A top Palestinian official accused Washington of "blatant discrimination" after the US ambassador to the United Nations blocked the appointment of former Prime Minister Salam Fayyad as peace envoy to war-torn Libya.
UN chief Antonio Guterres nominated the former Palestinian prime minister to the post on Thursday and the 15-member Security Council was expected to approve the new political envoy to Libya.
But on Friday, US ambassador Nikki Haley announced Washington would block the appointment because "for too long, the UN has been unfairly biased in favor of the Palestinian Authority to the detriment of our allies in Israel."
Haley added that the United States "does not currently recognize a Palestinian state or support the signal this appointment would send within the United Nations." Palestinian independence is recognized by 137 of the 193 UN member nations, but the territory is only a non-member observer state at the world body.
Responding to the US move, Palestine Liberation Organization executive committee member Hanan Ashrawi said on Saturday that blocking the widely respected former prime minister was "a case of blatant discrimination on the basis of national identity."
The US-educated Fayyad, 64, was prime minister of the Palestinian Authority from 2007 to 2013, and also served as finance minister. He has been praised for helping to fight corruption and to build Palestinian public institutions.
Israel's UN Ambassador Danny Danon said the US decision showed Washington stood behind Israel.
"This is the beginning of a new era at the UN, an era where the US stands firmly behind Israel against any and all attempts to harm the Jewish State," Danon said. "The new administration proved once again that it stands firmly alongside the state of Israel in the international arena and in the UN in particular."
Fayyad was to replace Germany's Martin Kobler, who has been the UN envoy to Libya since 2015.
The UN position plays an important role in supporting a fledging government struggling to restore stability and counter "Islamic State" terrorists and other armed groups that gained traction in the wake of the US-led intervention that ousted longtime strongman Moammar Gadhafi. Stability in Libya is also key for Europe as it struggles to counter an influx of migrants coming across the Mediterranean.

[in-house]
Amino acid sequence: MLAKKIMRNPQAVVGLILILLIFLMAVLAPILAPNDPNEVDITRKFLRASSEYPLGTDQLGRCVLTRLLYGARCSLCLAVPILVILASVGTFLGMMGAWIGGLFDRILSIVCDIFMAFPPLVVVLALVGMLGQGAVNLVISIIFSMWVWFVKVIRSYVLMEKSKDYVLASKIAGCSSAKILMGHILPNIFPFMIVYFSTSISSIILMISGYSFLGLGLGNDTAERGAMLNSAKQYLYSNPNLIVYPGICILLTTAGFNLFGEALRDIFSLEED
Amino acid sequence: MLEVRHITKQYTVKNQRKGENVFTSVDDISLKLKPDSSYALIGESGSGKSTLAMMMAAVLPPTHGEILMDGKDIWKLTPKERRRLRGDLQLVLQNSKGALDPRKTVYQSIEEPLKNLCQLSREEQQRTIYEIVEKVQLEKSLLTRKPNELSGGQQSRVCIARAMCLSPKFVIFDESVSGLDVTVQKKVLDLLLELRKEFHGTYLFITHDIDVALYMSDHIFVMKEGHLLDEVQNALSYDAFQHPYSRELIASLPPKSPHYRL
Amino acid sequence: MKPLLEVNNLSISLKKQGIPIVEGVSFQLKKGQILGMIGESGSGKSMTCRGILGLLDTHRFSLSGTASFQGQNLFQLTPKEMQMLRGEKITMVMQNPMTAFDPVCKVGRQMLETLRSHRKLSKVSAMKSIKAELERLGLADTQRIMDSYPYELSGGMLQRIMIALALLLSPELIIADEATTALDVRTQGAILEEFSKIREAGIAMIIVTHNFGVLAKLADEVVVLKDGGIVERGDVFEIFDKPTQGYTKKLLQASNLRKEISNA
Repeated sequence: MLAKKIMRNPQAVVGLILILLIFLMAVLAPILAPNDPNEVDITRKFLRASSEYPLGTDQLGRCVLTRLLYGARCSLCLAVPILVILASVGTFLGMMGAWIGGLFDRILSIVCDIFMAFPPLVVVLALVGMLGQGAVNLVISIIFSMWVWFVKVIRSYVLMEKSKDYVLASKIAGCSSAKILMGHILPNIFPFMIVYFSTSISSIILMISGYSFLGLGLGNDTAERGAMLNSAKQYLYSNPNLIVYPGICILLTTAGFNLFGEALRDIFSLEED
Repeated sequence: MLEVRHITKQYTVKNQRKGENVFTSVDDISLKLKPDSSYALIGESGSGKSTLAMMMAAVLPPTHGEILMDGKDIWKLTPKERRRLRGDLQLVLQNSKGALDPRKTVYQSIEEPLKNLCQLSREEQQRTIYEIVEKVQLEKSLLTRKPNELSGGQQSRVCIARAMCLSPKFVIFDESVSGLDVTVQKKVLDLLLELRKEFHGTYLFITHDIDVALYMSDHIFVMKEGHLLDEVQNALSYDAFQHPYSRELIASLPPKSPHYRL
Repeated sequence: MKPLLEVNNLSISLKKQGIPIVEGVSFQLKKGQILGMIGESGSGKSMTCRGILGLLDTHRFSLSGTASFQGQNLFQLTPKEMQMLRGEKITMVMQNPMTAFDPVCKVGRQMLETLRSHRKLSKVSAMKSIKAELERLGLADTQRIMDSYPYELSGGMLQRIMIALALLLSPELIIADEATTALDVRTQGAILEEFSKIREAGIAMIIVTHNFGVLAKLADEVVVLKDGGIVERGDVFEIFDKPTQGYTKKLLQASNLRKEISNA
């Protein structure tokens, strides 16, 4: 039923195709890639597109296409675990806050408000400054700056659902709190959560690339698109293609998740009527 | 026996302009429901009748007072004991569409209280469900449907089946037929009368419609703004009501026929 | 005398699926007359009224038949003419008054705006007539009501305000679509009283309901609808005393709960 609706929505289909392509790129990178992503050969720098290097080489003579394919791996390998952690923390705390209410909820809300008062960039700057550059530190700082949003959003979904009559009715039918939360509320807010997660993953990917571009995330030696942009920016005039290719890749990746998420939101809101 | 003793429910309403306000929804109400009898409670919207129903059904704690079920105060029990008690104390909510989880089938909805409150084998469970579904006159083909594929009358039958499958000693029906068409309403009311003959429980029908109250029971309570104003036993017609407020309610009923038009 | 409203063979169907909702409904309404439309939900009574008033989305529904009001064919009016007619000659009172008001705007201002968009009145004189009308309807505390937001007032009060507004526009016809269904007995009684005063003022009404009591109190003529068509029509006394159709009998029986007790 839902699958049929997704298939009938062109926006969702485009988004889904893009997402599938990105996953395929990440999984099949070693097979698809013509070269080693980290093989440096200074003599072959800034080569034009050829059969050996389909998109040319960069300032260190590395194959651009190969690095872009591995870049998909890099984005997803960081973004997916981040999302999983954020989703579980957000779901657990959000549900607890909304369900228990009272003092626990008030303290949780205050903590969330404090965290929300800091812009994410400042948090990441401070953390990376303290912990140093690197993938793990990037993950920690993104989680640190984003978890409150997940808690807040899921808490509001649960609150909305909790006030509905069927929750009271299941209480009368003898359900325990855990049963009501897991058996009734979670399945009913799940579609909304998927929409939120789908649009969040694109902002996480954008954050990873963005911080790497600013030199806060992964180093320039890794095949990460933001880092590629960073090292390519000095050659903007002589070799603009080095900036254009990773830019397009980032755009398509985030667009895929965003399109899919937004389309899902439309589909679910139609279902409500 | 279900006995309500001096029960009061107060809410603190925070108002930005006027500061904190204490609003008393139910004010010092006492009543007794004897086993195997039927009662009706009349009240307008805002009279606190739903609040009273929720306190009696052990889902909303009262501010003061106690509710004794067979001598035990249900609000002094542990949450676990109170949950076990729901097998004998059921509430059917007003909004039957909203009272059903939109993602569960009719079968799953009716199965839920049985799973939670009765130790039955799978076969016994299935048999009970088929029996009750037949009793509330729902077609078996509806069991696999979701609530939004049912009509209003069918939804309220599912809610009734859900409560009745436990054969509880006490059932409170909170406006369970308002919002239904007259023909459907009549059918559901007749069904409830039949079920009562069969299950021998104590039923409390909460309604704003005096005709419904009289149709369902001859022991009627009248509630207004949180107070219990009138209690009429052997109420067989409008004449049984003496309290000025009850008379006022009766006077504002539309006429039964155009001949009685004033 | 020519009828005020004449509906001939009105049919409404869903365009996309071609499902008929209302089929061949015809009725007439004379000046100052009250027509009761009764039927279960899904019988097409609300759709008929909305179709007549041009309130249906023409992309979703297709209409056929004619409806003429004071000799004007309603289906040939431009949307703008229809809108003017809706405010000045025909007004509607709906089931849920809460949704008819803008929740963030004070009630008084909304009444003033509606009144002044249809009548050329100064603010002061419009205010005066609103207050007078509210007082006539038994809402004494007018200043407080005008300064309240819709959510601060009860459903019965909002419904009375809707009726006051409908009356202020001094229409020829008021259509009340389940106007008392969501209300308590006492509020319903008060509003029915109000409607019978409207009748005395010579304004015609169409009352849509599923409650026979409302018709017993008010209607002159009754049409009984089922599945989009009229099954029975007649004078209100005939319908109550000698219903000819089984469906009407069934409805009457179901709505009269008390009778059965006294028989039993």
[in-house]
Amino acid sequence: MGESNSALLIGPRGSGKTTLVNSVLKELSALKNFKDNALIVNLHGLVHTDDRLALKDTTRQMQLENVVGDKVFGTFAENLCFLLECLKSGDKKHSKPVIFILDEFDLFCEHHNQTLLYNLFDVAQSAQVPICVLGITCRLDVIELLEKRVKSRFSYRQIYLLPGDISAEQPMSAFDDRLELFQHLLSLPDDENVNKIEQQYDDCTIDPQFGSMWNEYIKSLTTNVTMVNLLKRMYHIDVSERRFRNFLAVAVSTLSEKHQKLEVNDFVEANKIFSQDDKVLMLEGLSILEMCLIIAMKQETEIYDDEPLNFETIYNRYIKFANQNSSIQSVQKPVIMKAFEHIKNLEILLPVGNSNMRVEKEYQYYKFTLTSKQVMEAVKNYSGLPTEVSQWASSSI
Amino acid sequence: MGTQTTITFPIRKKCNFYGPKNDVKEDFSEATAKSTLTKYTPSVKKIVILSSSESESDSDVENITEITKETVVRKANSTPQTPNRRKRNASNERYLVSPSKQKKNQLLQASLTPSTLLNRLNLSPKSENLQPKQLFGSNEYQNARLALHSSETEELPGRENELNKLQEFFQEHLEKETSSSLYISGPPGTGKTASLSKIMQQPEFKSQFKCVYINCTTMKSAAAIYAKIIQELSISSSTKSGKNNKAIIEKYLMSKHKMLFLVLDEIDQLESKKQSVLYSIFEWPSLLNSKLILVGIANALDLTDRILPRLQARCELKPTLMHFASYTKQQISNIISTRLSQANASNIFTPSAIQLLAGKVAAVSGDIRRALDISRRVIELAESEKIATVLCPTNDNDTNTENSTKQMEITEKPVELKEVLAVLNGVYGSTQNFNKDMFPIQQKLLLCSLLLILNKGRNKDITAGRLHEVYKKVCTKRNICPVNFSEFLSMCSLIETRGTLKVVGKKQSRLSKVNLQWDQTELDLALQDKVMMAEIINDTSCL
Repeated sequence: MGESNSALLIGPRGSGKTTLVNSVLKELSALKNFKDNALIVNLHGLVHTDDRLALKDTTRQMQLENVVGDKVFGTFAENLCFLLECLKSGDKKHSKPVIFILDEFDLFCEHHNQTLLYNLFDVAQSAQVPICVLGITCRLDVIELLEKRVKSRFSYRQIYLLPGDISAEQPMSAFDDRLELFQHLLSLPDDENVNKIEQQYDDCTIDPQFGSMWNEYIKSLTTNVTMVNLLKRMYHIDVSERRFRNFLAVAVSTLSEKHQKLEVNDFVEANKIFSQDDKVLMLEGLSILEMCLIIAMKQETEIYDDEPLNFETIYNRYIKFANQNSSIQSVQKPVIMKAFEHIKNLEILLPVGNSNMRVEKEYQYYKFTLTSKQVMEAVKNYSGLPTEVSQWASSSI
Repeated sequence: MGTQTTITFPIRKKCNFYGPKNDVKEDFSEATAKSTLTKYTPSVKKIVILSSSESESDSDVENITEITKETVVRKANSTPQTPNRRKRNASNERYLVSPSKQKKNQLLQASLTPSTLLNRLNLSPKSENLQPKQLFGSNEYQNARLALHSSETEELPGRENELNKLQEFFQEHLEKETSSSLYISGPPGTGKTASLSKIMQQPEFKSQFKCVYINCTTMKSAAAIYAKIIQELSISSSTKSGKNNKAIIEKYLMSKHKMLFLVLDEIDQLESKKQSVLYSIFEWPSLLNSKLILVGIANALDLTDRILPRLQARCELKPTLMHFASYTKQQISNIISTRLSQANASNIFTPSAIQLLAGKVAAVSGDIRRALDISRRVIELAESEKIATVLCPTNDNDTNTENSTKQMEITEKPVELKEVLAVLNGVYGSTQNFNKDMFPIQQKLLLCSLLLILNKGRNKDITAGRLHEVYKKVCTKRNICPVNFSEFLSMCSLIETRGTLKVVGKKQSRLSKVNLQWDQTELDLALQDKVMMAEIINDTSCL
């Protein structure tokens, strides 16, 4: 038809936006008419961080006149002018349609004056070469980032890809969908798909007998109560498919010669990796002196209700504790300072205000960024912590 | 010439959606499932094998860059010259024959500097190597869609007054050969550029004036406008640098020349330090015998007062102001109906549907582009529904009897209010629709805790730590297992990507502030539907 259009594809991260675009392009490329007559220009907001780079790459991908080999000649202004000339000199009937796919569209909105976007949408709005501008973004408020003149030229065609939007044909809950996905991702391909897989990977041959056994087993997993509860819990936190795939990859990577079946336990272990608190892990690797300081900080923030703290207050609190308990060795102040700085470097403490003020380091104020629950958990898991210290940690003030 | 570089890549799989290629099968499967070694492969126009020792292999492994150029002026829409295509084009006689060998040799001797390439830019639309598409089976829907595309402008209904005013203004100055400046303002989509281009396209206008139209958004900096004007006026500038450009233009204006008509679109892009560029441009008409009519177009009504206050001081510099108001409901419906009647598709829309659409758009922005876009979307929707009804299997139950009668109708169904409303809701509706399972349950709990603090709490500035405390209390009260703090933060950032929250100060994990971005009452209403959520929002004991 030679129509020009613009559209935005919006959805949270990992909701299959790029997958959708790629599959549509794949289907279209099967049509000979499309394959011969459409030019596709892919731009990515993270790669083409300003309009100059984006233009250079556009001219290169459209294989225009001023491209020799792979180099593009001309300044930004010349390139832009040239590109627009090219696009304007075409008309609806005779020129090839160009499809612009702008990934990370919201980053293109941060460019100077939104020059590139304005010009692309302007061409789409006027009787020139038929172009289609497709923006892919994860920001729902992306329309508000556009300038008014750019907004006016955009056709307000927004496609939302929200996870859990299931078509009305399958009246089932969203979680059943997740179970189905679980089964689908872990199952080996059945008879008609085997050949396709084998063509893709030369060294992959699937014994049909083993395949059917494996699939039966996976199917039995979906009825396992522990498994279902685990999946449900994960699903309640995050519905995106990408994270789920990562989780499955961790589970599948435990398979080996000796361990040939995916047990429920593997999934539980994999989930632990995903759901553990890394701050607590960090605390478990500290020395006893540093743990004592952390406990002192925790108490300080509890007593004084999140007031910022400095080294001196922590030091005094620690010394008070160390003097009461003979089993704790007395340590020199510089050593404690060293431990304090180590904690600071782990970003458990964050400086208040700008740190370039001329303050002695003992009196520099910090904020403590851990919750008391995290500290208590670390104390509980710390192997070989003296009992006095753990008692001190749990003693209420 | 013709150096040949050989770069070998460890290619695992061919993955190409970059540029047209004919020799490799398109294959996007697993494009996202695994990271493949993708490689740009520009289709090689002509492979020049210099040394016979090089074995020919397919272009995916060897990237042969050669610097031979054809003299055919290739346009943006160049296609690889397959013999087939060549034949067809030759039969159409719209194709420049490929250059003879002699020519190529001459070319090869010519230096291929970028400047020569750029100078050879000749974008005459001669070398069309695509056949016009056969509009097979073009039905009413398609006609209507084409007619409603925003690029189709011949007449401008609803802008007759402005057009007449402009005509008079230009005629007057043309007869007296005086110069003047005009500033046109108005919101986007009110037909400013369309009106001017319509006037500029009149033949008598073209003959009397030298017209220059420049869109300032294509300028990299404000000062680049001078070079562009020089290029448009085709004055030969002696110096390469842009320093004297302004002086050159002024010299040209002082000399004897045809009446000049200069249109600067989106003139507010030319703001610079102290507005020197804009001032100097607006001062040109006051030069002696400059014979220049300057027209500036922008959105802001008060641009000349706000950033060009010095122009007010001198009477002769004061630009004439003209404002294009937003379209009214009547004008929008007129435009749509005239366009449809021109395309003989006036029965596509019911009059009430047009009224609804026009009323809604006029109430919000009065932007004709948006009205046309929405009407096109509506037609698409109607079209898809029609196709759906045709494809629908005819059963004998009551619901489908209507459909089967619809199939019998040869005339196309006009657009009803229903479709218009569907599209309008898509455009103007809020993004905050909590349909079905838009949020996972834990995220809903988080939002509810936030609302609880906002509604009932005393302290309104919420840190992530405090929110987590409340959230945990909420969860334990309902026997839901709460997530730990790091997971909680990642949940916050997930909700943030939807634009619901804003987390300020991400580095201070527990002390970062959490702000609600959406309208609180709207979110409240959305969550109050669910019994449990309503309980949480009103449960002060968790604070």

It was unclear if the United States supported another candidate or when a new UN envoy would be appointed at a time when Libya's security gains are fragile.
The US move comes days ahead of Israeli Prime Minister Benjamin Netanyahu's February 15 meeting with President Donald Trump in the White House. Netanyahu and the Israeli right have been emboldened by Trump, announcing a series of settlement expansion plans that have met muted resistance from the White House.
But Trump has recently signaled to Israel the United States did not view settlement expansion in land claimed by the Palestinians as helpful in achieving a comprehensive peace agreement, suggesting Washington may apply pressure to reign the Israelis in for at least some of the land grab.
Washington's decision to block Fayyad's appointment comes six weeks after Trump and Republicans sharply criticized the United Nations for passing a resolution condemning Israel's illegal settlement building. The resolution passed after the Obama administration dropped the United States' traditional diplomatic cover for Israel and abstained from voting,
At the time, Trump, Republicans in Congress and Israel threatened to take a number of retaliatory measures against the UN.
cw/jlw (AFP, AP, Reuters)